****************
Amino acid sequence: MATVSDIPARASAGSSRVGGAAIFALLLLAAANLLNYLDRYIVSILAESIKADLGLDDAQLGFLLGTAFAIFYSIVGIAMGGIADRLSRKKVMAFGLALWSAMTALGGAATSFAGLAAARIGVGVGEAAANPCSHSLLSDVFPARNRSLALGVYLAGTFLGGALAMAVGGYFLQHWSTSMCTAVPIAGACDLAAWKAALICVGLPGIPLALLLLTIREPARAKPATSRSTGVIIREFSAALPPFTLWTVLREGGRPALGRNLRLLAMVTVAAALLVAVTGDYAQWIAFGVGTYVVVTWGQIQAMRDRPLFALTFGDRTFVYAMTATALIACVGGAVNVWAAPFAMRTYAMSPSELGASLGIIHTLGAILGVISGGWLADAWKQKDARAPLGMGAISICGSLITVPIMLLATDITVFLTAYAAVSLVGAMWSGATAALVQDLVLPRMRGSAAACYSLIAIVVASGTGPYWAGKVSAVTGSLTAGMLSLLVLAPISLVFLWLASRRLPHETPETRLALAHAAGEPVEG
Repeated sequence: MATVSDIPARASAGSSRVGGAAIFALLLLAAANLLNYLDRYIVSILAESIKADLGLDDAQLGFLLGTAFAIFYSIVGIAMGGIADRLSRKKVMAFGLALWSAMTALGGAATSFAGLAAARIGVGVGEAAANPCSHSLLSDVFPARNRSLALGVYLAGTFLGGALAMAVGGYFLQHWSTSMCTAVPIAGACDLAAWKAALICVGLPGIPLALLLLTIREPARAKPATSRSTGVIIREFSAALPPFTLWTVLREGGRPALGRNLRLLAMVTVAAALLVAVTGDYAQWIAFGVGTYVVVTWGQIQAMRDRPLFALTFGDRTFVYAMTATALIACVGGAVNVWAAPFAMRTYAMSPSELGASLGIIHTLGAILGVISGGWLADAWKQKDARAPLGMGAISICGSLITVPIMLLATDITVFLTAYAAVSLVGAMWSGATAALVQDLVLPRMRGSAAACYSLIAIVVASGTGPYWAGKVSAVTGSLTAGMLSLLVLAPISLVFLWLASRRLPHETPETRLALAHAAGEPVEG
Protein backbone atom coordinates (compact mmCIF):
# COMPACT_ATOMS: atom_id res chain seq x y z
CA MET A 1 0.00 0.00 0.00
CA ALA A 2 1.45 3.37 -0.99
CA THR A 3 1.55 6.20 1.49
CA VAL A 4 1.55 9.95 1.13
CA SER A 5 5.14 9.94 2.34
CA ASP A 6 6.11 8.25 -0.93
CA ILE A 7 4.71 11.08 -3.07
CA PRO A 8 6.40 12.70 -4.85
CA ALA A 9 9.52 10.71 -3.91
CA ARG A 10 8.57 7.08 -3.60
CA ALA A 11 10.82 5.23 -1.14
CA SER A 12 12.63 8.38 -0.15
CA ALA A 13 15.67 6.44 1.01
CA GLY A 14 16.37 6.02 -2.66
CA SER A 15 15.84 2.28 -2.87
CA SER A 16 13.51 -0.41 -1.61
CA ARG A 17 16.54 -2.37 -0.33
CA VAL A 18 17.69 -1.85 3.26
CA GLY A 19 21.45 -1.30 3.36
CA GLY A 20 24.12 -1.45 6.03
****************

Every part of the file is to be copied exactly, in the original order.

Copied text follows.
Amino acid sequence: MATVSDIPARASAGSSRVGGAAIFALLLLAAANLLNYLDRYIVSILAESIKADLGLDDAQLGFLLGTAFAIFYSIVGIAMGGIADRLSRKKVMAFGLALWSAMTALGGAATSFAGLAAARIGVGVGEAAANPCSHSLLSDVFPARNRSLALGVYLAGTFLGGALAMAVGGYFLQHWSTSMCTAVPIAGACDLAAWKAALICVGLPGIPLALLLLTIREPARAKPATSRSTGVIIREFSAALPPFTLWTVLREGGRPALGRNLRLLAMVTVAAALLVAVTGDYAQWIAFGVGTYVVVTWGQIQAMRDRPLFALTFGDRTFVYAMTATALIACVGGAVNVWAAPFAMRTYAMSPSELGASLGIIHTLGAILGVISGGWLADAWKQKDARAPLGMGAISICGSLITVPIMLLATDITVFLTAYAAVSLVGAMWSGATAALVQDLVLPRMRGSAAACYSLIAIVVASGTGPYWAGKVSAVTGSLTAGMLSLLVLAPISLVFLWLASRRLPHETPETRLALAHAAGEPVEG
Repeated sequence: MATVSDIPARASAGSSRVGGAAIFALLLLAAANLLNYLDRYIVSILAESIKADLGLDDAQLGFLLGTAFAIFYSIVGIAMGGIADRLSRKKVMAFGLALWSAMTALGGAATSFAGLAAARIGVGVGEAAANPCSHSLLSDVFPARNRSLALGVYLAGTFLGGALAMAVGGYFLQHWSTSMCTAVPIAGACDLAAWKAALICVGLPGIPLALLLLTIREPARAKPATSRSTGVIIREFSAALPPFTLWTVLREGGRPALGRNLRLLAMVTVAAALLVAVTGDYAQWIAFGVGTYVVVTWGQIQAMRDRPLFALTFGDRTFVYAMTATALIACVGGAVNVWAAPFAMRTYAMSPSELGASLGIIHTLGAILGVISGGWLADAWKQKDARAPLGMGAISICGSLITVPIMLLATDITVFLTAYAAVSLVGAMWSGATAALVQDLVLPRMRGSAAACYSLIAIVVASGTGPYWAGKVSAVTGSLTAGMLSLLVLAPISLVFLWLASRRLPHETPETRLALAHAAGEPVEG
Protein backbone atom coordinates (compact mmCIF):
# COMPACT_ATOMS: atom_id res chain seq x y z
CA MET A 1 0.00 0.00 0.00
CA ALA A 2 1.45 3.37 -0.99
CA THR A 3 1.55 6.20 1.49
CA VAL A 4 1.55 9.95 1.13
CA SER A 5 5.14 9.94 2.34
CA ASP A 6 6.11 8.25 -0.93
CA ILE A 7 4.71 11.08 -3.07
CA PRO A 8 6.40 12.70 -4.85
CA ALA A 9 9.52 10.71 -3.91
CA ARG A 10 8.57 7.08 -3.60
CA ALA A 11 10.82 5.23 -1.14
CA SER A 12 12.63 8.38 -0.15
CA ALA A 13 15.67 6.44 1.01
CA GLY A 14 16.37 6.02 -2.66
CA SER A 15 15.84 2.28 -2.87
CA SER A 16 13.51 -0.41 -1.61
CA ARG A 17 16.54 -2.37 -0.33
CA VAL A 18 17.69 -1.85 3.26
CA GLY A 19 21.45 -1.30 3.36
CA GLY A 20 24.12 -1.45 6.03